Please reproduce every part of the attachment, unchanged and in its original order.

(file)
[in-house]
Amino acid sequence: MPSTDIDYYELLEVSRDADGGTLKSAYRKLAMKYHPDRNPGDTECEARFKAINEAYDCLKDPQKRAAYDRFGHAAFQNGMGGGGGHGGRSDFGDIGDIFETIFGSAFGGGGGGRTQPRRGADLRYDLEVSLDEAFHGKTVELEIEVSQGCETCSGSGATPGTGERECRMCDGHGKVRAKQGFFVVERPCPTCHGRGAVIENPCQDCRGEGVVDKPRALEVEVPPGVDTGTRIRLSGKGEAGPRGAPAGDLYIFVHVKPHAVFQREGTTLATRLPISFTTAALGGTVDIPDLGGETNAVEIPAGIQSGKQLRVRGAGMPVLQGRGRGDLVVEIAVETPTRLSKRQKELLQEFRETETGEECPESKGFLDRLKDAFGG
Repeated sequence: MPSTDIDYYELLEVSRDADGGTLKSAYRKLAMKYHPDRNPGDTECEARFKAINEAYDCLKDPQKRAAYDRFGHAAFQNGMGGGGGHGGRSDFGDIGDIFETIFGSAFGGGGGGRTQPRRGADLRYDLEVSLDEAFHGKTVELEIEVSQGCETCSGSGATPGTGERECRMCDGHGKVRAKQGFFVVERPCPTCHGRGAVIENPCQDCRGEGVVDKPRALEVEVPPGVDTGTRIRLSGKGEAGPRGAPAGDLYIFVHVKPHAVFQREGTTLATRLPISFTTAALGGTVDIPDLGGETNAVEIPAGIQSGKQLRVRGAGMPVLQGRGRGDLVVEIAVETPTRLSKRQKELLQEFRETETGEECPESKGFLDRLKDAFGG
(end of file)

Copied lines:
[in-house]
Amino acid sequence: MPSTDIDYYELLEVSRDADGGTLKSAYRKLAMKYHPDRNPGDTECEARFKAINEAYDCLKDPQKRAAYDRFGHAAFQNGMGGGGGHGGRSDFGDIGDIFETIFGSAFGGGGGGRTQPRRGADLRYDLEVSLDEAFHGKTVELEIEVSQGCETCSGSGATPGTGERECRMCDGHGKVRAKQGFFVVERPCPTCHGRGAVIENPCQDCRGEGVVDKPRALEVEVPPGVDTGTRIRLSGKGEAGPRGAPAGDLYIFVHVKPHAVFQREGTTLATRLPISFTTAALGGTVDIPDLGGETNAVEIPAGIQSGKQLRVRGAGMPVLQGRGRGDLVVEIAVETPTRLSKRQKELLQEFRETETGEECPESKGFLDRLKDAFGG
Repeated sequence: MPSTDIDYYELLEVSRDADGGTLKSAYRKLAMKYHPDRNPGDTECEARFKAINEAYDCLKDPQKRAAYDRFGHAAFQNGMGGGGGHGGRSDFGDIGDIFETIFGSAFGGGGGGRTQPRRGADLRYDLEVSLDEAFHGKTVELEIEVSQGCETCSGSGATPGTGERECRMCDGHGKVRAKQGFFVVERPCPTCHGRGAVIENPCQDCRGEGVVDKPRALEVEVPPGVDTGTRIRLSGKGEAGPRGAPAGDLYIFVHVKPHAVFQREGTTLATRLPISFTTAALGGTVDIPDLGGETNAVEIPAGIQSGKQLRVRGAGMPVLQGRGRGDLVVEIAVETPTRLSKRQKELLQEFRETETGEECPESKGFLDRLKDAFGG